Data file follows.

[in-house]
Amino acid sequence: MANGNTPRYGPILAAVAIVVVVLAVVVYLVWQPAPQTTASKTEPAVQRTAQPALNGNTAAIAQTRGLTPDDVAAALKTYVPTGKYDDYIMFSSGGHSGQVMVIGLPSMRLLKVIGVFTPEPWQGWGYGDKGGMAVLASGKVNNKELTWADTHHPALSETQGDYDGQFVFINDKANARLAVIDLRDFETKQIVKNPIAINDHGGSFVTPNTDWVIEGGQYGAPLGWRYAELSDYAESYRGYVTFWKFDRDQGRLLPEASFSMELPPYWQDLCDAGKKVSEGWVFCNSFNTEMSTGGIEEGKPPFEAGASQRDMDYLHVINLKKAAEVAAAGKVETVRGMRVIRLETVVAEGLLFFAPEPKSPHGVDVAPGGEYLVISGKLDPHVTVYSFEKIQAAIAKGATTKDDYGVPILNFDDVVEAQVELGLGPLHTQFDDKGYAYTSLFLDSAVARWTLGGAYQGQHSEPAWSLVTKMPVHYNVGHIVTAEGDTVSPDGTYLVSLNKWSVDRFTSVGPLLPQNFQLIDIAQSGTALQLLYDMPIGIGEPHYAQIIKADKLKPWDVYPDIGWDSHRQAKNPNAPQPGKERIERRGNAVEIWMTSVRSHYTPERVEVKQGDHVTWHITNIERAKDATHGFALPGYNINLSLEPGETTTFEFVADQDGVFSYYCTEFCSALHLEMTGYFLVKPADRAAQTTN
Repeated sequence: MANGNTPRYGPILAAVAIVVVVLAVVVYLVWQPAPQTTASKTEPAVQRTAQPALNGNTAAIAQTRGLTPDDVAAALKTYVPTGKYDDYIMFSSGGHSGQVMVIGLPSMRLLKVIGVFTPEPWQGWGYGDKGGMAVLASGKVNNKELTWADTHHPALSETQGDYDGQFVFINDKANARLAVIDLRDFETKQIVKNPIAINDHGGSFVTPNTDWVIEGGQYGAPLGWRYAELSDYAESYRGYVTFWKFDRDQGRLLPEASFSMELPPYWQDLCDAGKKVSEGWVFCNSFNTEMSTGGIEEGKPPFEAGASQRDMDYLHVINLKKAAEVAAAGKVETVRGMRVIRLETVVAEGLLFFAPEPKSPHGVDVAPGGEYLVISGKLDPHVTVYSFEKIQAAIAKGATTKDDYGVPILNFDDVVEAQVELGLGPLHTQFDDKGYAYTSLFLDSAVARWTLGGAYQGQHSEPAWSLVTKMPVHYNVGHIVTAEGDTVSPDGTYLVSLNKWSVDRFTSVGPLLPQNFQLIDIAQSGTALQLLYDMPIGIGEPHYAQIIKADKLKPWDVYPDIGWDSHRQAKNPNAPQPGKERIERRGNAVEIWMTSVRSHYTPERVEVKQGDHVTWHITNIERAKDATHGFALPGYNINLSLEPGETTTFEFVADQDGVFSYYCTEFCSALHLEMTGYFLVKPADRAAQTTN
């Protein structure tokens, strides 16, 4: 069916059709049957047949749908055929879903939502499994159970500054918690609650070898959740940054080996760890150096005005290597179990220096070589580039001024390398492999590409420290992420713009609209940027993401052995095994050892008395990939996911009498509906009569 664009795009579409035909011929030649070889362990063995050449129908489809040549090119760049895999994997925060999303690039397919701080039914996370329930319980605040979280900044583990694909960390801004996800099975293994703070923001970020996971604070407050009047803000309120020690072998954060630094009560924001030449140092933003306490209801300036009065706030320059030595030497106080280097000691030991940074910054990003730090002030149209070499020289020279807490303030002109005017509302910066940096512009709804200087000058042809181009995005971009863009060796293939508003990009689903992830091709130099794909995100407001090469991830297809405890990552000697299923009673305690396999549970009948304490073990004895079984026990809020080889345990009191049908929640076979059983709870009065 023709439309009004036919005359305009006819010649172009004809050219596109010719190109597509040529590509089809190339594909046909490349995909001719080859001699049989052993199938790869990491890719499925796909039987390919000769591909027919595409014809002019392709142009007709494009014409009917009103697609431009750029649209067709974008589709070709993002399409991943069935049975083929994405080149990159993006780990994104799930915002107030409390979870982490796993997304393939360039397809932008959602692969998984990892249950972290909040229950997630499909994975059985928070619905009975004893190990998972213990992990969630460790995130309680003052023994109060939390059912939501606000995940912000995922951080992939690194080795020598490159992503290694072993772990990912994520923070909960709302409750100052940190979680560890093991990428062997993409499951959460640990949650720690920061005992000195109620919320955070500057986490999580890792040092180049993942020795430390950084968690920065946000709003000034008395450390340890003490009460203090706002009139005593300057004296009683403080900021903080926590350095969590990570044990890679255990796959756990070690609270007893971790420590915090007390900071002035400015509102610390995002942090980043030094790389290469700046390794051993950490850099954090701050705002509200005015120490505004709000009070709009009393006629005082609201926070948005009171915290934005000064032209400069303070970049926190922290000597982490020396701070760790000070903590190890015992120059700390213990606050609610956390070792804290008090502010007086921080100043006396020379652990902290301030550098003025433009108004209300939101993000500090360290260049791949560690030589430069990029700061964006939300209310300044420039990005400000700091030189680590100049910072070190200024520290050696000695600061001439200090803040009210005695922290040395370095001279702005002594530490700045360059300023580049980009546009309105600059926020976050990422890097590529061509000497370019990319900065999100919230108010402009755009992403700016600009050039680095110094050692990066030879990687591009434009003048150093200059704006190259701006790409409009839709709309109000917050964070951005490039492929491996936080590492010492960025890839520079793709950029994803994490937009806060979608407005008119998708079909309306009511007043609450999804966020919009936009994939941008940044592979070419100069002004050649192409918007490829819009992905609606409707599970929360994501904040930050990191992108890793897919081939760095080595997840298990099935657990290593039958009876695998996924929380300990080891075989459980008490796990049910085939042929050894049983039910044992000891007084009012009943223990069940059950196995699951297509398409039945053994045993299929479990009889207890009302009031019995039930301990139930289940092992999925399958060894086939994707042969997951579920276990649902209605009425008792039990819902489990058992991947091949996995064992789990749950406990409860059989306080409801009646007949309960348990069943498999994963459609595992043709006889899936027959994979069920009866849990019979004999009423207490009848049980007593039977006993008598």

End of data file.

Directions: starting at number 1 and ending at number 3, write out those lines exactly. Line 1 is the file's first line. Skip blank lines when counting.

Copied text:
[in-house]
Amino acid sequence: MANGNTPRYGPILAAVAIVVVVLAVVVYLVWQPAPQTTASKTEPAVQRTAQPALNGNTAAIAQTRGLTPDDVAAALKTYVPTGKYDDYIMFSSGGHSGQVMVIGLPSMRLLKVIGVFTPEPWQGWGYGDKGGMAVLASGKVNNKELTWADTHHPALSETQGDYDGQFVFINDKANARLAVIDLRDFETKQIVKNPIAINDHGGSFVTPNTDWVIEGGQYGAPLGWRYAELSDYAESYRGYVTFWKFDRDQGRLLPEASFSMELPPYWQDLCDAGKKVSEGWVFCNSFNTEMSTGGIEEGKPPFEAGASQRDMDYLHVINLKKAAEVAAAGKVETVRGMRVIRLETVVAEGLLFFAPEPKSPHGVDVAPGGEYLVISGKLDPHVTVYSFEKIQAAIAKGATTKDDYGVPILNFDDVVEAQVELGLGPLHTQFDDKGYAYTSLFLDSAVARWTLGGAYQGQHSEPAWSLVTKMPVHYNVGHIVTAEGDTVSPDGTYLVSLNKWSVDRFTSVGPLLPQNFQLIDIAQSGTALQLLYDMPIGIGEPHYAQIIKADKLKPWDVYPDIGWDSHRQAKNPNAPQPGKERIERRGNAVEIWMTSVRSHYTPERVEVKQGDHVTWHITNIERAKDATHGFALPGYNINLSLEPGETTTFEFVADQDGVFSYYCTEFCSALHLEMTGYFLVKPADRAAQTTN
Repeated sequence: MANGNTPRYGPILAAVAIVVVVLAVVVYLVWQPAPQTTASKTEPAVQRTAQPALNGNTAAIAQTRGLTPDDVAAALKTYVPTGKYDDYIMFSSGGHSGQVMVIGLPSMRLLKVIGVFTPEPWQGWGYGDKGGMAVLASGKVNNKELTWADTHHPALSETQGDYDGQFVFINDKANARLAVIDLRDFETKQIVKNPIAINDHGGSFVTPNTDWVIEGGQYGAPLGWRYAELSDYAESYRGYVTFWKFDRDQGRLLPEASFSMELPPYWQDLCDAGKKVSEGWVFCNSFNTEMSTGGIEEGKPPFEAGASQRDMDYLHVINLKKAAEVAAAGKVETVRGMRVIRLETVVAEGLLFFAPEPKSPHGVDVAPGGEYLVISGKLDPHVTVYSFEKIQAAIAKGATTKDDYGVPILNFDDVVEAQVELGLGPLHTQFDDKGYAYTSLFLDSAVARWTLGGAYQGQHSEPAWSLVTKMPVHYNVGHIVTAEGDTVSPDGTYLVSLNKWSVDRFTSVGPLLPQNFQLIDIAQSGTALQLLYDMPIGIGEPHYAQIIKADKLKPWDVYPDIGWDSHRQAKNPNAPQPGKERIERRGNAVEIWMTSVRSHYTPERVEVKQGDHVTWHITNIERAKDATHGFALPGYNINLSLEPGETTTFEFVADQDGVFSYYCTEFCSALHLEMTGYFLVKPADRAAQTTN